They share his work with their friends, and it steadily grows and grows until it becomes a meaningful side income for him.
How long has it been since he started?
This guy LOVES everything about the process. He loves sharing his art every day.
He loves meeting new people who jive with the work he’s putting out into the world.
He loves the audience he’s built around his projects and his brand.
All of the things he did to get here are small, daily steps, making seemingly insignificant progress in the grand scheme of things, but when they’re compounded, he’s able to build a substantial side business for himself.
A photographer decides she wants to take her business to the next level, going from a shoot a month to a shoot a week.
Seeing the landscape of new, inexperienced photographers popping up every day and undercutting her pricing, she decides to double down on what’s worked in the past – bridal fairs.
She signs up for one a few months out and sets the goal to book five weddings at the event.
In the meantime, she’s seen all of these other photographers using Instagram to grow their business, so she signs up for a free webinar.
The only result is that she’s now on someone else’s email list, which she’s reminded of multiple times a day.
Maybe Twitter is the answer? She stays up all night figuring out how to “get” followers on Twitter.
A month later and nothing to show for it.
No new clients.
That mindset is how she enters the bridal fair, where she manages to book a single wedding at the lowest tier package.
How would the craftsman photographer handle the situation?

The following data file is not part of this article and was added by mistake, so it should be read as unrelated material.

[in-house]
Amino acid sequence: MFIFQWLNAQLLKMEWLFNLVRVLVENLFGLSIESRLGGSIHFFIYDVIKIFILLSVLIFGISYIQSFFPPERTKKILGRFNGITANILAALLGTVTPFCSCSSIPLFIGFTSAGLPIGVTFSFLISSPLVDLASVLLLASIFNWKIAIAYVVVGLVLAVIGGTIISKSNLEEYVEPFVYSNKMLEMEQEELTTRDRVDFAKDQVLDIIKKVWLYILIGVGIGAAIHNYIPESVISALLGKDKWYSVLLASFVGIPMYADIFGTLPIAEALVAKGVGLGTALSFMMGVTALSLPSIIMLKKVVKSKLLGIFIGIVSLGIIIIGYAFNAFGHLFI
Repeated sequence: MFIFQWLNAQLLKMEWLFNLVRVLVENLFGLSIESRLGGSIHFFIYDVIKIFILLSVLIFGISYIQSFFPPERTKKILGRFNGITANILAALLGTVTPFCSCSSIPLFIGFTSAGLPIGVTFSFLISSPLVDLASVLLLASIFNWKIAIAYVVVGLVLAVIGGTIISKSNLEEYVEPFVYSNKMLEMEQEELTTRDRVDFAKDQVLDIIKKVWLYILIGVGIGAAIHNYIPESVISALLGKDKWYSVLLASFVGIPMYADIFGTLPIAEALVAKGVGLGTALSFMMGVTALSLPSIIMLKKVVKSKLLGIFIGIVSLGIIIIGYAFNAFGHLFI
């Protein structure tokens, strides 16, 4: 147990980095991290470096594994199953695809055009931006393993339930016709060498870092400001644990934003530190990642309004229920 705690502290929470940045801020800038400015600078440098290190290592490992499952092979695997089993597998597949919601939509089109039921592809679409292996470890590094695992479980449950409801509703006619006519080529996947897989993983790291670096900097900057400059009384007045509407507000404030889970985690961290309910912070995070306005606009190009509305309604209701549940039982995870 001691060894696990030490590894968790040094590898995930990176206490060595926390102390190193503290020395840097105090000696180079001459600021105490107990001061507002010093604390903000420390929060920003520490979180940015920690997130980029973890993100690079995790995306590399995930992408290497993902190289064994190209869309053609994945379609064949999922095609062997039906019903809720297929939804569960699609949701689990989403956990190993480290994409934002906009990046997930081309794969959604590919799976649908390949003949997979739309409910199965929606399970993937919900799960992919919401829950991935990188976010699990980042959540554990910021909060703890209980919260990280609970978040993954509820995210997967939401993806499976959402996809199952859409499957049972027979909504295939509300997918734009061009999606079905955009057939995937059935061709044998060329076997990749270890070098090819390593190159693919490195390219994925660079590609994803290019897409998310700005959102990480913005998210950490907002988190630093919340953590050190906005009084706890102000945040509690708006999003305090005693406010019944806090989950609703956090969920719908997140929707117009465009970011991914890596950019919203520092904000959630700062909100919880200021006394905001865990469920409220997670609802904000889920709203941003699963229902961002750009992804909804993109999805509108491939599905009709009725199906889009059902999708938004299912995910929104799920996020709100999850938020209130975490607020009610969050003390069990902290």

Quite the opposite.
She would start with an analysis of where her business is and where she wants it to be.
She finds out that the goal isn’t more work at any cost, but enough of the right kind of work that makes her fulfilled and excited.
She then spends time focusing in on her perfect clients.
Who they are. What they like. What they do. Where they live.
She tweaks the content on her website to attract more of these perfect clients.
She puts out content and asks past “perfect clients” to share them with their audience to reach people for free.
She personally asks for referrals and reviews from her best clients.
She builds a solution that solves the problem this perfect client has, and focuses on reaching only potential perfect clients.
What this looks like on a daily basis is a few texts and emails to past clients, a post or two on social media, and following up with new leads from her website.
It takes an extra hour a day, but within a few months she now has too much work, and raises her prices to stay within her desired workload each month.
Her business isn’t the biggest.
Her audience isn’t the largest.
She didn’t get there the fastest.
Yet she has the business and the life she wanted.
The whole point of choosing a craftsman mindset over a hustler mindset comes down to a decision to choose quality over quantity.
Depth over breadth.
Tangible value over artificial numbers.
No more worrying about followers, growth, likes, or retweets.
Less time spent on reaching everyone, and trading it for time spent on catering to the one.
The perfect client.
The perfect business.
The perfect life.
The one you dream of at night, and at work, and on your run, and in the shower.
The one you stay up talking to your partner about.
The craftsman mindset can apply to anything from a single project to your entire business.
It’s more than a methodology, it’s a solution.
It’s a way to look at what you want and figure out what to do next, from the micro all the way to the macro and everything in between.
I want to tell you all about it on the next (and last) page.